Thomas Van Putten was born on September 12, 1947, in Grand Rapids, Michigan. He enlisted in the U.S. Army on September 15, 1966, and completed basic training at Fort Knox, Kentucky, in November 1966.  Pvt Van Putten next attended advanced individual training as a construction machine operator at Fort Leonard Wood, Missouri, from November 1966 to January 1967, followed by service as a construction machine operator with the 362nd Engineer Company and with Company C of the 588th Engineer Battalion in South Vietnam from February 1967 until he was captured and taken as a Prisoner of War on February 11, 1968.  After spending 412 days in captivity, SP5 Van Putten escaped from his captors on March 28, 1969, and made it to friendly forces on April 17, 1969. He then returned to the United States and was briefly hospitalized to recover from his injuries at the U.S. Naval Hospital at Great Lakes, Illinois, from April to July 1969.

Van Putten

 

Mr. Van Putten was a 20-year-old construction machine operator with the Army’s 79th Engineer Group when he was captured in February 1968 while helping build a Special Forces camp in Tay Ninh Province.  Putten operated a road grader on that fate fateful day in February, 1968.  During his captivity, Van Putten attempted to escape on two prior occasions but he was successful in his third attempt.  His captors came after him, but he managed to elude them and other Viet Cong who came nearby, once as close as 15 to 20 feet, by hiding and following a river.

An Army helicopter crew from C Troop, 3d Squadron, 17th Air Cavalry, spotted him after 18 days. He was signaling an OH-6A Light Observation Helicopter flying a visual reconnaissance mission in Tay Ninh Province.  The pilot at first thinking he was an enemy soldier but quickly recognizing he was a G.I.

According to WO1 Gary D. Gray, Ketchum, Oklahoma, pilot of the helicopter, “We weren’t sure this wasn’t a VC trick, so we took our time looking the man over before we went in for him.” As soon as they were sure the man on the ground was an American the Air Cav Pilots set the LOH down and picked up the wandering soldier. Van Putten had escaped from the VC early in April and had been roaming the jungle for nearly three weeks looking for friendly forces.

The rescuers, WO1 Gray, 1LT Claude M. Nix, Dalton, Georgia, and SP4 Dale E. Wampler, Lake Stevens, Washington, were flying their mission in support of the 25th Infantry Division when SP4 Wampler spotted Van Putten wandering aimlessly in the jungle below.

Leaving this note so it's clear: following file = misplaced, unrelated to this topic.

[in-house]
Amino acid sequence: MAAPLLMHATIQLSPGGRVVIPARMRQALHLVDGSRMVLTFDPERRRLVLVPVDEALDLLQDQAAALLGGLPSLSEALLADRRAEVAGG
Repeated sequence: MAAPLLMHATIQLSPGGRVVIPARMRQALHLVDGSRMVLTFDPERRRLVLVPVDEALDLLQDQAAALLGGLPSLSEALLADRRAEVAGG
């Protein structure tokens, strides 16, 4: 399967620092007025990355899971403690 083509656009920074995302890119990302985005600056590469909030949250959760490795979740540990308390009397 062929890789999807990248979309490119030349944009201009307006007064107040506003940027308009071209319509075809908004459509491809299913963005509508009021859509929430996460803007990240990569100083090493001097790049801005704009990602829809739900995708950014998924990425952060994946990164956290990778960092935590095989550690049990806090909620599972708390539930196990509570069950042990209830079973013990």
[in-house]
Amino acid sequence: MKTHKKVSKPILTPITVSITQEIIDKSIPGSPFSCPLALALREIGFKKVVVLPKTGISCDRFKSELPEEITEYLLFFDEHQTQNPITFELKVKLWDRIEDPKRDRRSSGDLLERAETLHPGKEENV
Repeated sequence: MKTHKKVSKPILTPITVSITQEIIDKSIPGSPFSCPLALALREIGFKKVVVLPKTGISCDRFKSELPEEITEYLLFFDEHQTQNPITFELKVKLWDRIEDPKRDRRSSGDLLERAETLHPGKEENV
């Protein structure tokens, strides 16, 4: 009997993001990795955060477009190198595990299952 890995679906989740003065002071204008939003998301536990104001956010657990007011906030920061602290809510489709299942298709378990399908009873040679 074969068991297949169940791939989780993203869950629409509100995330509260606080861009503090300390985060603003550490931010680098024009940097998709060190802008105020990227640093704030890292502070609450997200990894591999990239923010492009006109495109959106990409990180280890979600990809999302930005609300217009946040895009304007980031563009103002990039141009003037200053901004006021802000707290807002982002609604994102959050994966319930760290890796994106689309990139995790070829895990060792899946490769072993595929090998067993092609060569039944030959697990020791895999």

Crew chief Wampler said, “When we sat down to pick him up, boy he was really in rough looking. He jumped inside, grabbed me by the shoulders and said, ‘I love you’ .”  The next thing Van Putten said was that he was hungry. After a quick snack of canned fruit he told the crew his story.

“Boy that guy sure was happy to be back,” reported the sharp eyed crew chief, after the Air Cav team had turned Van Putten in to the 45th Surgical Hospital in Tay Ninh.

Van Putten remained in the Army and served at bases both in Europe and the United States – mostly in construction, but spent almost two years as a trainer with a Basic Training unit in Fort Ord, CA.  He was honorable discharge from the Army on September 12, 1975.  As a veteran, he told many high school students, civic groups and others about his Vietnam War experience and even spoke at schools.  Thomas H. Van Putten had a leg amputated in September 1990 as a result of  complications stemming from injuries during his captivity. He resided in Michigan with his wife, Evelee until his death.  Thomas Van Putten died on October 25, 2008, and was buried at the Chapel Hill Memorial Gardens in Grand Rapids, Michigan.

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His Silver Star Citation reads:

Specialist Five Thomas H. Van Putten distinguished himself by outstanding gallantry in action on 28 March 1969 while a prisoner of the Viet Cong in South Vietnam. On 28 March 1969, after more than one year in a Viet Cong prison camp and after attempting to escape on two previous occasions, he was able to deceive his guard and slip unnoticed from the rear of his bunker into the thick jungle surrounding the POW Camp. For 21 days, Specialist Van Putton utilized every bit of training he possessed, continuously evading the Viet Cong attempts to recapture him, and narrowly missed being recaptured on two separate occasions. In one instance he placed his black colored underpants over his head for camouflage, and getting into the water, pulled himself along with his hands on the bottom of the stream to a position down-stream and away from the enemy. Over the 21-day evasion period he survived on a frog, lizard and a few pieces of sour fruit. Specialist Van Putton’s determination and internal fortitude were demonstrated by continuous movement toward what he believed to be friendly positions. Upon recovery by United States forces he was so weak that he could only walk 15 or 20 feet at a time before blacking out and collapsing. Upon return to United States control, he sought to provide information in order to assist in the rescue and recovery of his comrades still in enemy hands. Specialist Van Putton’s burning determination to escape, undiminished after two unsuccessful attempts, his clearheadedness in formulating an effective plan and his audacity in executing it successfully, reflect the highest credit on his professionalism and courage and are in keeping with the highest traditions of the military service.

Information for this article was obtained from:  Veteran Tributes, POW Network, Militarytime.com, http://www.Mlive.com, and Hawk Magazine.


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